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Coney Islands preservationists may like Mayor Bloombergs preliminary rezoning plan, but it could leave the areas children to vote on it with their feet. That after the tykes will need to nomadically trudge to Gravesend once the city razes their beloved and popular little league and soccer fields to make way for the renovated B&B Carousell. The little league/soccer fields are behind the right field bleachers at KeySpan Park, abutting the boardwalk. Several local organizations obtain permits through the citys Parks Department to run youth baseball and soccer programs seven days a week from March through December. Under the citys 2.2-acre Steeplechase Plaza plan unveiled last week, the fields will be razed for the carousel, concessions, a possible water park and a green open performance area. Steeplechase Plaza also houses the landmarked Parachute Jump. According to a city Economic Development Corporation (EDC) and Coney Island Development Corporation (CIDC) spokesperson, the ballfields are being moved to Dreier-Offerman/ Calvert Vaux Park in Gravesend as part of a $40 million renovation investment announced last summer. The move also had the approval of the Community Board 13, according to the spokesperson. But CB 13 District Manager Chuck Reichenthal said he doesnt recall there being a vote on the razing of the Steeplechase fields and their moving to Dreier-Offerman Park. The CIDC and EDC came before the board with an initial presentation for Steeplechase Plaza a few months back, but it was only shown as an idea in progress, said Reichenthal, who is also a CIDC board member. Reichenthal said that it is in the CIDCs initial strategic plan that the ballfields for area youth would be used for something else and moved to Dreier-Offerman Park. City Councilmember Domenic Recchia said he also doesnt recall the community board weighing in on the move. I brought it [razing of the ballfields] to the attention of the Bloomberg administration, and they said they can go to Dreier-Offerman, said Recchia. The little kids of Coney Island cant travel that far. However, I made a strong recommendation in the new park they plan to develop on the other side of Childs Restaurant that a new active recreation should be built and the administration said they would look into that, he added. Five organizations currently receive permits for the Steeplechase fields, either for soccer or baseball, seven days a week from March through December, according to Parks Department spokesperson Phil Abramson. They are the Police Athletic League, Our Lady of Solace Church, the Sign Shop League, First Chernomonets USA, and the Brooklyn Cyclones. As alternatives, there is a soccer field available at Kaiser Park that we will assign additional permits to, said Abramson. We are also already constructing the first two soccer fields of the six that are planned for Calvert Vaux Park. As soon as they are finished, we will open them up for groups to play on. Kaiser Park is located along the northwest corridor of Coney Island across the Coney Island creek from Gravesend and Dreier-Offerman Park. Abramson said Kaiser Park has a softball field and a baseball field which will be made available to these groups, and at Calvert Vaux Park there are two softball fields that will be made available. But Father Patrick West, the pastor of Our Lady of Solace Church, 2866 West 17th Street, said the move of the playing fields concerns him greatly. The church has about 300 kids participating at Steeplechase Park. We have two games going at one time plus tee-ball all day on Saturday and two or three days during the week, said West. West said when the CIDC presented their initial preliminary rezoning plan at the church about a month ago the same day that Bloomberg announced the plan at a Gargiulos Restaurant luncheon nobody mentioned the plans to raze the fields, West said. I never got the impression looking at the grand plan that this [ballfields] was on the chopping block, he said. West said many of the kids participating in the program are able to walk to the Steeplechase fields and providing rides to these children to Dreier-Offerman Park would be logistically difficult. And utilizing the popular Kaiser Park on the northwest end of Coney Island presents other problems, he added. A lot of other programs use Kaiser, so wed be squeezed for time and place there, said West.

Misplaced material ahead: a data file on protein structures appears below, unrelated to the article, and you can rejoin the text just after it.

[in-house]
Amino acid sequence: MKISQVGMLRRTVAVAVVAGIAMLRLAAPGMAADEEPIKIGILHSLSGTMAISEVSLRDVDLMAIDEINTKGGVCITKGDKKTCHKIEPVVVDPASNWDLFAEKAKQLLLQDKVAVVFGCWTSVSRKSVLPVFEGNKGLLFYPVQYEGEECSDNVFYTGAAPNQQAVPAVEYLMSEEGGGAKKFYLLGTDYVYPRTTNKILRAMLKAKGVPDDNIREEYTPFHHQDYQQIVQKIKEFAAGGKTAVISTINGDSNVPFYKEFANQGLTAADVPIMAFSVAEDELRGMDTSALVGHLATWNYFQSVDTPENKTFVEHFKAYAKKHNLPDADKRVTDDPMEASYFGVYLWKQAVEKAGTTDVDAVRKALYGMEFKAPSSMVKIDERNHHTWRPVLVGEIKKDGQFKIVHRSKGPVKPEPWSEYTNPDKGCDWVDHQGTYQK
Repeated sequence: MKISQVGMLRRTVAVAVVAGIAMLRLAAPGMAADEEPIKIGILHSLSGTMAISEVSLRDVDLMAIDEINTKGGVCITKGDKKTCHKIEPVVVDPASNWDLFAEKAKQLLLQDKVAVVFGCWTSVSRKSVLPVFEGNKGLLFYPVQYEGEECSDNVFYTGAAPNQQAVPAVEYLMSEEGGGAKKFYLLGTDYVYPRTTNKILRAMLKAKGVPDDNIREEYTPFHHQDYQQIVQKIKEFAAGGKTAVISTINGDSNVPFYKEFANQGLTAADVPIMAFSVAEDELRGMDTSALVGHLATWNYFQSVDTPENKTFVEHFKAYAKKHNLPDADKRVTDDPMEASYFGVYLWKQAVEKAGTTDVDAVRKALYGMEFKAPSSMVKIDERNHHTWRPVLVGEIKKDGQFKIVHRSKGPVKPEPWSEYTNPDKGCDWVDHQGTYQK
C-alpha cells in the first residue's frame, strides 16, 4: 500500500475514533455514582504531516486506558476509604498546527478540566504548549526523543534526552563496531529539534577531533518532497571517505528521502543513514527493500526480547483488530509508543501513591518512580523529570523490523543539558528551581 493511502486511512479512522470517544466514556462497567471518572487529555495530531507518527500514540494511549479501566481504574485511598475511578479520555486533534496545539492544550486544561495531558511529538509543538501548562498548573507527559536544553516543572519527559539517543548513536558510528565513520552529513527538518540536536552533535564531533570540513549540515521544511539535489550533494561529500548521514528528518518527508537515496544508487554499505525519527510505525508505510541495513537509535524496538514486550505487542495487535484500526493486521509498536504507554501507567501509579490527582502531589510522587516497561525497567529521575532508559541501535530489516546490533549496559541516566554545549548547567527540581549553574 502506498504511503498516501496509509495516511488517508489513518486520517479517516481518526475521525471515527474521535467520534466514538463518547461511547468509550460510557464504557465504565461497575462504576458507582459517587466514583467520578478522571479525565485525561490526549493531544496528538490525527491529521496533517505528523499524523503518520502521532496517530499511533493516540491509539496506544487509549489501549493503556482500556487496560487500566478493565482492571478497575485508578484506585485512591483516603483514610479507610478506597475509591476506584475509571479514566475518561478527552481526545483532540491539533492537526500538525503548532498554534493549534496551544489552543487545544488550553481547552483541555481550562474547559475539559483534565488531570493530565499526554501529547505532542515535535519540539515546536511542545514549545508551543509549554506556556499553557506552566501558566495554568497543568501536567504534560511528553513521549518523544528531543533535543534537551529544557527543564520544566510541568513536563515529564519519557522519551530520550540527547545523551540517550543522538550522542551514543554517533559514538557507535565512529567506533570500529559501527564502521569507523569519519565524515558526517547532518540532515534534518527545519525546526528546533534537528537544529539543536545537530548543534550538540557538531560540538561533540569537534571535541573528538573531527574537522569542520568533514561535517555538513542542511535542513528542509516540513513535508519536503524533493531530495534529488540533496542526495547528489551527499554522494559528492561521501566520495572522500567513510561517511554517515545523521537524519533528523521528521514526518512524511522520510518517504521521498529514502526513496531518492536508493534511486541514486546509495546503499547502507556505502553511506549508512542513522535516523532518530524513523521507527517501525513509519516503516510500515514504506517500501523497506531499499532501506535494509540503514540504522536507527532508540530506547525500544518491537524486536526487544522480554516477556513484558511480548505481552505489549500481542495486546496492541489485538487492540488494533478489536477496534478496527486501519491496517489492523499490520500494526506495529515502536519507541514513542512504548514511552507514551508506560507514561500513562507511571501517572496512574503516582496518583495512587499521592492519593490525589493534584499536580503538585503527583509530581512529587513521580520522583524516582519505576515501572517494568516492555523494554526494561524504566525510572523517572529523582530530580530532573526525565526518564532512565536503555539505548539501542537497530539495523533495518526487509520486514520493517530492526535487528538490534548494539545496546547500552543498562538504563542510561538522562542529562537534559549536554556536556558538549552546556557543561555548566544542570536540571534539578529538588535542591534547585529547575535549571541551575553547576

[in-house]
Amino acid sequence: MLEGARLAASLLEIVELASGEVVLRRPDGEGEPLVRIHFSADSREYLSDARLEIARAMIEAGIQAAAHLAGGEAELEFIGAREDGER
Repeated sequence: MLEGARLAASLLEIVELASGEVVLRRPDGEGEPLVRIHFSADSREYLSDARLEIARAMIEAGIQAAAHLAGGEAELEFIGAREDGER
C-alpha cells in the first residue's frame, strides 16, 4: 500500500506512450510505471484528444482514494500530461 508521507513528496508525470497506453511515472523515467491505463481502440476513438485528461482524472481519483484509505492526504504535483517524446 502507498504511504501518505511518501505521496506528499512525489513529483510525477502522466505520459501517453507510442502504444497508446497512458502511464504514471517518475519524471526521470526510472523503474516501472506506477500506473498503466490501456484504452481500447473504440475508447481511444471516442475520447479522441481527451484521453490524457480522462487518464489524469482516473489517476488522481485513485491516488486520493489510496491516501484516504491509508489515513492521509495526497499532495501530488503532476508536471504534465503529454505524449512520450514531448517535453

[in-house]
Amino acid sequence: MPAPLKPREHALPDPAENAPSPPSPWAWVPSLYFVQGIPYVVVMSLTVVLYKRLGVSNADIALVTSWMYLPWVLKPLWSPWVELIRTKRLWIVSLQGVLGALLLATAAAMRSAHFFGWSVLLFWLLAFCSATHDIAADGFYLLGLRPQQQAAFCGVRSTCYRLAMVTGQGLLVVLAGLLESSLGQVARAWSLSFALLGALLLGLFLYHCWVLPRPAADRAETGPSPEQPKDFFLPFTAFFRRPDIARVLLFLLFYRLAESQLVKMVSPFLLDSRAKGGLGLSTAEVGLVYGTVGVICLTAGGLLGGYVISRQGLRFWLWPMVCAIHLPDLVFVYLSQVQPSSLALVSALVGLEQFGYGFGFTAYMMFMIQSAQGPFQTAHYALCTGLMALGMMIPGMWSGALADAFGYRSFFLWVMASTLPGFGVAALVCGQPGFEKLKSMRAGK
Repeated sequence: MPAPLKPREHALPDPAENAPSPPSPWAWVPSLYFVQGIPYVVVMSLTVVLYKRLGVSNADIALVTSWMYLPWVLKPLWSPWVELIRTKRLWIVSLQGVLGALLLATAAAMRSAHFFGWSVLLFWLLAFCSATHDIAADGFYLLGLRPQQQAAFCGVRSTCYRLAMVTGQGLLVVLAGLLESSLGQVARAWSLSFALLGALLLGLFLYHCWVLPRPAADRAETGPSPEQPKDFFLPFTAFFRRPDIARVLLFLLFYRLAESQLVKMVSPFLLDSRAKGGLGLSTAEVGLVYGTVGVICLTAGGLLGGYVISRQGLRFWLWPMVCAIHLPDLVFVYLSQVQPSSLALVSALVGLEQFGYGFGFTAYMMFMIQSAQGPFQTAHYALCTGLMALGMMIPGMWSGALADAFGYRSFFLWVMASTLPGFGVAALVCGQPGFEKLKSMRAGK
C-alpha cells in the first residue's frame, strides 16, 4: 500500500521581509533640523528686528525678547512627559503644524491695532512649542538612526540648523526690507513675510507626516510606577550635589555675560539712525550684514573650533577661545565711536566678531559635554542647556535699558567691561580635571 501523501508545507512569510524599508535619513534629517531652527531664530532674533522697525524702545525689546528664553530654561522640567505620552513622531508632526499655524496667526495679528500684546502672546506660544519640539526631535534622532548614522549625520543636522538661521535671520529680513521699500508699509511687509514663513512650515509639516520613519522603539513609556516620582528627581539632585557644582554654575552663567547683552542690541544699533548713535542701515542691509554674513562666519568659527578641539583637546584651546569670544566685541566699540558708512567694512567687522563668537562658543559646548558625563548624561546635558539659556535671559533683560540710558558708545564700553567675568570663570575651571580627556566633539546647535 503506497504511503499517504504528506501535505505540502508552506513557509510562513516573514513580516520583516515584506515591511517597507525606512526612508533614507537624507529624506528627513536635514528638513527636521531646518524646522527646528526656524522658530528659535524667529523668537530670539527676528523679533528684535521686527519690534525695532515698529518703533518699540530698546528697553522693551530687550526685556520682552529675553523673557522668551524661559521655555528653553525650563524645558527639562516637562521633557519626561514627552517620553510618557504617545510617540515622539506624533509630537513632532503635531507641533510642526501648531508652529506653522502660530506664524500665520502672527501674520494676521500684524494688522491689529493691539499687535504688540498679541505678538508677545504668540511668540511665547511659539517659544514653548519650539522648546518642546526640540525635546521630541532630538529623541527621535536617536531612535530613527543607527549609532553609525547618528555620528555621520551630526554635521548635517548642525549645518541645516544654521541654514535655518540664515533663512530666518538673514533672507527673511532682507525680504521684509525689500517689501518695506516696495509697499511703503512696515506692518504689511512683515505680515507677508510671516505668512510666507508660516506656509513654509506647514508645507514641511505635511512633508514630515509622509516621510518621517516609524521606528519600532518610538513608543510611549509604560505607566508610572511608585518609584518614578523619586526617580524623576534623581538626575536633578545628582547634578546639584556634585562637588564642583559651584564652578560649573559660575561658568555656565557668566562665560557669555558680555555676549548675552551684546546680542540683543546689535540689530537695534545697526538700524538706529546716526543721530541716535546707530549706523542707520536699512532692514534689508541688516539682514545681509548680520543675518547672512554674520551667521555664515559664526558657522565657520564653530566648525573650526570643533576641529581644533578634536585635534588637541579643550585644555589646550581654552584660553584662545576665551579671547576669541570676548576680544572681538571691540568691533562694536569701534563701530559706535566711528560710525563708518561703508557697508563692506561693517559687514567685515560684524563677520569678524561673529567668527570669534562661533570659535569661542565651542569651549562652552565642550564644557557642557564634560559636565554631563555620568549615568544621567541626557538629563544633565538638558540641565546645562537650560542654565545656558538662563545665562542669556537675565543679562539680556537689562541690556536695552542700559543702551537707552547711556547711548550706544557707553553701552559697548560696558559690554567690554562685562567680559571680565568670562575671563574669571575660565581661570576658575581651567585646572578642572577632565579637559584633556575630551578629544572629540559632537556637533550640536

©2008 Community Newspaper Group
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